Fast forward fifty years to a time when during a 5-day safari in June, we were privileged to see 14 different leopards, countless lion, vast herds of elephant gently going about their business, a wild dog pack digging out their new den site, buffalo herds feeding in the river beds and heartwarming views of both black and white rhino. Not to mention the wonderful birdlife (around 500 different species), diverse general game and spectacular scenery. The sightings are made all the more special by the intimacy with which one is privileged to enjoy them. With this privilege of intimacy comes great responsibility though, and this responsibility falls on the shoulders of the guide. With such relaxed, but fundamentally wild animals on view, it is imperative that the guide translates the experience well and holds the tension between a healthy dose of fear and critical respect for the wildlife, whilst always ensuring the guest’s comfort and safety. We will always encourage you to book a safari at a camp where we are satisfied with the standard of guiding.
What makes a Sabi Sands safari so special…
- Possibly the best leopard viewing on the continent.
- Generally relaxed animals accustomed to the comings and goings of the vehicles offering amazing viewing and photographic opportunities.
- Game drive vehicles are allowed off road (some conditions and areas preclude this and the guides shouldn’t be off roading on a whim and for all animals, but when the sighting warrants it, it is allowed).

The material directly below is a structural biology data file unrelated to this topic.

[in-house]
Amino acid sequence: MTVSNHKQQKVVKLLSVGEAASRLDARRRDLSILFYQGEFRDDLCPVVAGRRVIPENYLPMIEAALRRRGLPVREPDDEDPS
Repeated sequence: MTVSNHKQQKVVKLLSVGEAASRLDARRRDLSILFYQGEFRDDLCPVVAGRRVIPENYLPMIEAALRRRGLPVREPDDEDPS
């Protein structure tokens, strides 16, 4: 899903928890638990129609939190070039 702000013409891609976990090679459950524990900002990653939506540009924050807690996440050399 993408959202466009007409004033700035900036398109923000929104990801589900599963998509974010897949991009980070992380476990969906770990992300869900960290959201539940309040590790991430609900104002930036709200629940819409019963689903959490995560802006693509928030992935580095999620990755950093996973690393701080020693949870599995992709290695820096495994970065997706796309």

- No private vehicles are permitted to conduct safaris and the entrance points are strictly controlled, further adding to the exclusivity of the experience.
- The lodges here were amongst the pioneers of the South African safari industry and have a very good understanding of how to deliver an exceptional safari experience.
- There is a decent amount of habitat diversity and terrain, making for an interesting visual experience aside from the animals.
- Many of the lodges work with trackers on the vehicles as well as the guide (typically the guide drives and interprets the experience, whilst the tracker sits on the hood/bonnet of the vehicle and uses incredible skill to track and spot animals.This team dynamic greatly increases the chances of seeing good game and also offers an interesting insight into the dying art of animal tracking.
- The concept of the luxury safari has been a driving force for many lodges here and there are some truly luxurious options available.
- The rivers provide good seasonal water and some pumped watering holes also encourage animal congregations in certain parts of the reserve.
- The neighbouring lodges typically enjoy friendly relations with each other and share information about the movement of the animals.Thus, there are many eyes out and about, greatly increasing the chances of finding the animals.
- Don’t expect to find the vast herds and huge open grassland savannahs of East Africa here, but you can expect smaller groupings and wonderfully intimate sightings.
*Wildtuin is the Afrikaans (one of South Africa’s 11 official languages) word for “Game Reserve” and translated directly literally means “wild garden”.